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Posted January 19, 2005
Excellent study of the horrors of occupying Iraq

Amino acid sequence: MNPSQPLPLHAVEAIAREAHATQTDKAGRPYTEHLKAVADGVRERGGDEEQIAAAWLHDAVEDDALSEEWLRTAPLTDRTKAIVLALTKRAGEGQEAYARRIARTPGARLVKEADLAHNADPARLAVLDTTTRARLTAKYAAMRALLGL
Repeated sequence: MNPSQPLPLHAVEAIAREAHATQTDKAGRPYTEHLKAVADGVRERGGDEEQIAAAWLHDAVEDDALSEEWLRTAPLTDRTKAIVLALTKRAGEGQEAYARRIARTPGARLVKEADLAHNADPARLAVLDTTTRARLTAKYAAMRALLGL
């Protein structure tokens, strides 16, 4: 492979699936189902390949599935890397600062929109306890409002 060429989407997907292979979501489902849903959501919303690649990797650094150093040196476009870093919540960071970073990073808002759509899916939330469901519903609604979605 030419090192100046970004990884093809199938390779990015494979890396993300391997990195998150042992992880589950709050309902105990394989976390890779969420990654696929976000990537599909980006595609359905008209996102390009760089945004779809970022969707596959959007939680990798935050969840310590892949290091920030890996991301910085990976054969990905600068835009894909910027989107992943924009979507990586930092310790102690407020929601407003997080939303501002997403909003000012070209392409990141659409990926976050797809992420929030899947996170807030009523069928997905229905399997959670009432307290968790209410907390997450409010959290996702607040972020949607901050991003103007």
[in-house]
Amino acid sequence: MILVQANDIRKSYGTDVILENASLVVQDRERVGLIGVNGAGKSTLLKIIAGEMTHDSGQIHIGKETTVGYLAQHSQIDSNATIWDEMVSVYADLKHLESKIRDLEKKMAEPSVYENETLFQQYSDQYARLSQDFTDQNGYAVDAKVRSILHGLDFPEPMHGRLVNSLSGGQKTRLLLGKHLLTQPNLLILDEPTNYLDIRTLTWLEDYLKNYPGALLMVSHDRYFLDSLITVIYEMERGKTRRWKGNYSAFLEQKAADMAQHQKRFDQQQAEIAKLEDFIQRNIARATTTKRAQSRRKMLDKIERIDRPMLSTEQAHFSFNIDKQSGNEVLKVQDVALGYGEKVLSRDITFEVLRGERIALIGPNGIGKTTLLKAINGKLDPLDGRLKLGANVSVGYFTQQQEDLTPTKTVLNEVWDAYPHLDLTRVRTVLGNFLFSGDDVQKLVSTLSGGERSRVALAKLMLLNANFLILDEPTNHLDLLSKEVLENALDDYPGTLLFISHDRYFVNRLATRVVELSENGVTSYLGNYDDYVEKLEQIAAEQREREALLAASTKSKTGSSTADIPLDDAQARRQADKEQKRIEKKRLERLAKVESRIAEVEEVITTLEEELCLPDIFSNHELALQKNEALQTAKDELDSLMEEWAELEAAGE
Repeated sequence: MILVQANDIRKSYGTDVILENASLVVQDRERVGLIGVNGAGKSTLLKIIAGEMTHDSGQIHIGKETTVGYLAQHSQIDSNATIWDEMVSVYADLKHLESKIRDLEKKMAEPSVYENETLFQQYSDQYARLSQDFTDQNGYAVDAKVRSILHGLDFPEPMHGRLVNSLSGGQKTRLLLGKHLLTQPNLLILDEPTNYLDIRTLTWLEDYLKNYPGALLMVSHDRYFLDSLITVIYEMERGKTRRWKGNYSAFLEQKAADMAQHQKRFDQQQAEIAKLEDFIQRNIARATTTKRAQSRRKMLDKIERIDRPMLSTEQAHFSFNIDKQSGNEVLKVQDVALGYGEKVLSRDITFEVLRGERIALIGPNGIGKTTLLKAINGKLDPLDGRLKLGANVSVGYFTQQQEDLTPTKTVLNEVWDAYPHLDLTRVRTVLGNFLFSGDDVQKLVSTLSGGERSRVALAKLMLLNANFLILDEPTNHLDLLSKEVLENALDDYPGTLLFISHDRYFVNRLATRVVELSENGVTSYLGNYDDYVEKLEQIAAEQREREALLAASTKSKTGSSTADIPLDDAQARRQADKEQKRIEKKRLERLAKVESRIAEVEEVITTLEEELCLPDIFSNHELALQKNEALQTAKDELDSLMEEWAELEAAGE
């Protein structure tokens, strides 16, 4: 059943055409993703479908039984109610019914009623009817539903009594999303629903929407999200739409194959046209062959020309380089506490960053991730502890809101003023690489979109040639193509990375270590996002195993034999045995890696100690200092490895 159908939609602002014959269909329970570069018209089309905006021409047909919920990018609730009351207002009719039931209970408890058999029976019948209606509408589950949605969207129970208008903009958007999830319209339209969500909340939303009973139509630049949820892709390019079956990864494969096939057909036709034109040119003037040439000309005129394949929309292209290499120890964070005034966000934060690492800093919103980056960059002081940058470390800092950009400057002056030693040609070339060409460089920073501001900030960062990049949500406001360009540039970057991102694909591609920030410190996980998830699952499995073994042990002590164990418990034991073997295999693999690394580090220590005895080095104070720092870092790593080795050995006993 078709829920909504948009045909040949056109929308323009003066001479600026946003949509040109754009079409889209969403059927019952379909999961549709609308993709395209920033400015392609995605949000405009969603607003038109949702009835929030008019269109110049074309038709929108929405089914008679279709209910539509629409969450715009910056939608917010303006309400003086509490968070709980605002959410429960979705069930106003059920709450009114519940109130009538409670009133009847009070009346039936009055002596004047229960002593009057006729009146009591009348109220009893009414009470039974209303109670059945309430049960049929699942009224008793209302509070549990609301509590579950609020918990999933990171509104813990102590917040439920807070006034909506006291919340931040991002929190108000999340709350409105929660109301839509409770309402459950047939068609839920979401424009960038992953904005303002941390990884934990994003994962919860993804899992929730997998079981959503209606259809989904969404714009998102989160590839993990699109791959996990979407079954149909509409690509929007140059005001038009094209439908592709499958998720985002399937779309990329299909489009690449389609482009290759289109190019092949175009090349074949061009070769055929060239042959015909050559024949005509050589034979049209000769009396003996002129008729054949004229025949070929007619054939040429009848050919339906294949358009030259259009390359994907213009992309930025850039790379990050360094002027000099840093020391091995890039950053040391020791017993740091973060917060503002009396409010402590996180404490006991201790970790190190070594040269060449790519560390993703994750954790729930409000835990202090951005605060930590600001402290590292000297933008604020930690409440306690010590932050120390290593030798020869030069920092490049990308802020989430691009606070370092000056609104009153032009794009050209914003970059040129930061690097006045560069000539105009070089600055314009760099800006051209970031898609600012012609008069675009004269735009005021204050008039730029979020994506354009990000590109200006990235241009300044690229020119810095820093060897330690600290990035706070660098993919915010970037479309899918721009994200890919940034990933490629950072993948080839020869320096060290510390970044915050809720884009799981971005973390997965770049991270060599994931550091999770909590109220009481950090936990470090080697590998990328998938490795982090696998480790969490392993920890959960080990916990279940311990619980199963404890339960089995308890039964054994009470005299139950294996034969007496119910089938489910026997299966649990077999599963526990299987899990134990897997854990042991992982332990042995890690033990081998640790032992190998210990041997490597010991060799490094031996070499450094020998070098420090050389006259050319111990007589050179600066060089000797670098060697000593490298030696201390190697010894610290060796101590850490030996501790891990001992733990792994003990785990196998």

This excellent book gives a vivid picture of the horrors of the US-British occupation of Iraq. It is now three and a half years since Bush promised to get 'the people who knocked these buildings down'. Instead, he attacked the one Middle Eastern country where there was no Al Qa'da. What does the occupation mean? 40,000 prisoners, torture, atrocities, beatings, humiliation, intimidation, killings, death squads, house searches, raids, demolitions. No jobs, no water, no electricity, no rebuilding, no security. Power plants, telephone exchanges, sewage and sanitation systems all still in ruins. The US government pledged $18.4 billion for rebuilding Iraq, but any money goes straight through to firms like Halliburton, which gets $1 billion of taxpayers' money every month, saving it from bankruptcy. (Cheney had bought Dresser Industries for $7.7 billion, without noticing that it owed billions in damages.) Bechtel got the $1.8 billion contract to rebuild Iraq's water, sewage and electricity systems. Both Halliburton and Bechtel have been fined for corrupt practice. Another US firm got a $780 million contract, despite convictions for fraud on three federal projects and a total ban on receiving US government work. The coalition gets ever smaller, the insurgency ever larger: the longer the occupiers stay, the more insurgents there seem to be. Rumsfeld, while publicly promising a swift victory, said in a private memo that the USA is in for a 'long, hard slog' in Iraq and Afghanistan. Cheney said in April 1991, 'I think to have American military forces engaged in a civil war inside Iraq would fit the definition of quagmire, and we have absolutely no desire to get bogged down in that fashion.' It's an old story. T. E. Lawrence wrote in August 1920, 'The people of England have been led in Mesopotamia into a trap from which it will be hard to escape with dignity and honour. They have been tricked into it by a steady withholding of information. The Baghdad communiques are belated, insincere, incomplete. Things have been far worse that we have been told, our administration more bloody and inefficient than the public knows.' We should be demanding that the troops come home, and let the people of Iraq run their country in the way that they want to. Imposing foreign rule is not democratic, but despotic.Was this review helpful? Yes NoThank you for your feedback. Report this reviewThank you, this review has been flagged.